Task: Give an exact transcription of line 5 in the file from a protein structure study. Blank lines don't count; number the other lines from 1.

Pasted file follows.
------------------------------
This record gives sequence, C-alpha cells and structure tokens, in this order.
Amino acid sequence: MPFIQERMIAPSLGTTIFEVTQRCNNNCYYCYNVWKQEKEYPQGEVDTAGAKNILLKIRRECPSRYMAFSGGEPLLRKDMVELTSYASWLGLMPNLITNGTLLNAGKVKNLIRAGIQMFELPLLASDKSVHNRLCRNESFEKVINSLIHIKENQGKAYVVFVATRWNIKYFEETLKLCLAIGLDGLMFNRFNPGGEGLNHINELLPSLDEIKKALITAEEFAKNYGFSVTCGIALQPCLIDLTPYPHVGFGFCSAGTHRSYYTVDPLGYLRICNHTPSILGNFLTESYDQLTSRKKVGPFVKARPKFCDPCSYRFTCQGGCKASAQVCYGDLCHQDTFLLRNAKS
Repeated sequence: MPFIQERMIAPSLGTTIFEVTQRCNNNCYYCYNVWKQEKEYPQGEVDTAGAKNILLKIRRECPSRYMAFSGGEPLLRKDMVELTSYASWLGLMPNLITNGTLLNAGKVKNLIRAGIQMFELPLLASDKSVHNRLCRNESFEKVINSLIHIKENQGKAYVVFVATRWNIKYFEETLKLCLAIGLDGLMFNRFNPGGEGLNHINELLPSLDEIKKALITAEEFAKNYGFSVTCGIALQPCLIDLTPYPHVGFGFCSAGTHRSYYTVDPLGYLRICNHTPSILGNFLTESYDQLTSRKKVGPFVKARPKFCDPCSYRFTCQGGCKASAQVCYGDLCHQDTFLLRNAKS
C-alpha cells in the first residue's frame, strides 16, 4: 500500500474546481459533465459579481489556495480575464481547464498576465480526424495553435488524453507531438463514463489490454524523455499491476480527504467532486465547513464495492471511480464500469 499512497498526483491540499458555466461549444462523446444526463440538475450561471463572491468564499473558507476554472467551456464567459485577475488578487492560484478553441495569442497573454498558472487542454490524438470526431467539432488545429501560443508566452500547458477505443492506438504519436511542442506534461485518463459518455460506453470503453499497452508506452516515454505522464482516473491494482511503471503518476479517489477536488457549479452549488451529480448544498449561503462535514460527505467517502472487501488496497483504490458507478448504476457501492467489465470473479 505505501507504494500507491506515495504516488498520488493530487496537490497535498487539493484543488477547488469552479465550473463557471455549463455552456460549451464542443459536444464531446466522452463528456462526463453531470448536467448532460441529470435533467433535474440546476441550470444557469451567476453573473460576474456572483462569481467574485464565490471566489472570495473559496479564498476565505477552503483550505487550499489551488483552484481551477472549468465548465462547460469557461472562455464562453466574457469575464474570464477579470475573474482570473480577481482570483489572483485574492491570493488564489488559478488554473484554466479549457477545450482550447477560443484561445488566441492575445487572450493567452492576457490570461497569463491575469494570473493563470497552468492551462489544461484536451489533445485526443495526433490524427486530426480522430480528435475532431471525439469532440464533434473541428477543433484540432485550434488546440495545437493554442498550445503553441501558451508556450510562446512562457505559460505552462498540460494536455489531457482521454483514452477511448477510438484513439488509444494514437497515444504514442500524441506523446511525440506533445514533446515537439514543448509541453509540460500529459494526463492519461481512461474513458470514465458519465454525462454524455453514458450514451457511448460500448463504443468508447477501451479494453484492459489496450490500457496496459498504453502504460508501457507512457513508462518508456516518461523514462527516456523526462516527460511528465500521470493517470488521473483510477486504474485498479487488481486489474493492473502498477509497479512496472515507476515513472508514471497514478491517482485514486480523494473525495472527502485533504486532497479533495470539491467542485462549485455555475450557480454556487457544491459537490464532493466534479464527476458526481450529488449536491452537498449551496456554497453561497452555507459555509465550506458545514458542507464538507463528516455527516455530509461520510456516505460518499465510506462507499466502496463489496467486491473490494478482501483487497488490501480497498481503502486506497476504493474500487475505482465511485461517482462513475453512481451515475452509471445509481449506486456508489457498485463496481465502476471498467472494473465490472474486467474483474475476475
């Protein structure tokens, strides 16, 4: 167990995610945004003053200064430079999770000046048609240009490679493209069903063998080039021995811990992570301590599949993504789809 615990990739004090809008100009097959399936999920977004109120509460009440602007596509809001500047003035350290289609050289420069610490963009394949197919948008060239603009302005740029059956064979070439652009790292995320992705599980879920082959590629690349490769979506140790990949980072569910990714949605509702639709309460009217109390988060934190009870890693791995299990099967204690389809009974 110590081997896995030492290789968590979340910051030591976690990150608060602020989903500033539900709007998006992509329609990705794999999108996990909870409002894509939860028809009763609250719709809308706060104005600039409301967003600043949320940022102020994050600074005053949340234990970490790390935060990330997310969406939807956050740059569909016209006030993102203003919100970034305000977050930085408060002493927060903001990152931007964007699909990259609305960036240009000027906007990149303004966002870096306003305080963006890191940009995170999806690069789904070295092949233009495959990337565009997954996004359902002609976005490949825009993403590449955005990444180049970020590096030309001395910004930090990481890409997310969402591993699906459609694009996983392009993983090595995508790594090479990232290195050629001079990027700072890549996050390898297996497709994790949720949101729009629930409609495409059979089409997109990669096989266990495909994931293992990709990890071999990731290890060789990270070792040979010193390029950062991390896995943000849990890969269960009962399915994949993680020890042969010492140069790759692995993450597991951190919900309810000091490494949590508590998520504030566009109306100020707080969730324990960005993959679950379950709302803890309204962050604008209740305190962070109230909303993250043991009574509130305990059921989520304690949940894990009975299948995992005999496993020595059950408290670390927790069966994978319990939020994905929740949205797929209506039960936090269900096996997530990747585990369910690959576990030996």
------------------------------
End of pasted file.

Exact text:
């Protein structure tokens, strides 16, 4: 167990995610945004003053200064430079999770000046048609240009490679493209069903063998080039021995811990992570301590599949993504789809 615990990739004090809008100009097959399936999920977004109120509460009440602007596509809001500047003035350290289609050289420069610490963009394949197919948008060239603009302005740029059956064979070439652009790292995320992705599980879920082959590629690349490769979506140790990949980072569910990714949605509702639709309460009217109390988060934190009870890693791995299990099967204690389809009974 110590081997896995030492290789968590979340910051030591976690990150608060602020989903500033539900709007998006992509329609990705794999999108996990909870409002894509939860028809009763609250719709809308706060104005600039409301967003600043949320940022102020994050600074005053949340234990970490790390935060990330997310969406939807956050740059569909016209006030993102203003919100970034305000977050930085408060002493927060903001990152931007964007699909990259609305960036240009000027906007990149303004966002870096306003305080963006890191940009995170999806690069789904070295092949233009495959990337565009997954996004359902002609976005490949825009993403590449955005990444180049970020590096030309001395910004930090990481890409997310969402591993699906459609694009996983392009993983090595995508790594090479990232290195050629001079990027700072890549996050390898297996497709994790949720949101729009629930409609495409059979089409997109990669096989266990495909994931293992990709990890071999990731290890060789990270070792040979010193390029950062991390896995943000849990890969269960009962399915994949993680020890042969010492140069790759692995993450597991951190919900309810000091490494949590508590998520504030566009109306100020707080969730324990960005993959679950379950709302803890309204962050604008209740305190962070109230909303993250043991009574509130305990059921989520304690949940894990009975299948995992005999496993020595059950408290670390927790069966994978319990939020994905929740949205797929209506039960936090269900096996997530990747585990369910690959576990030996």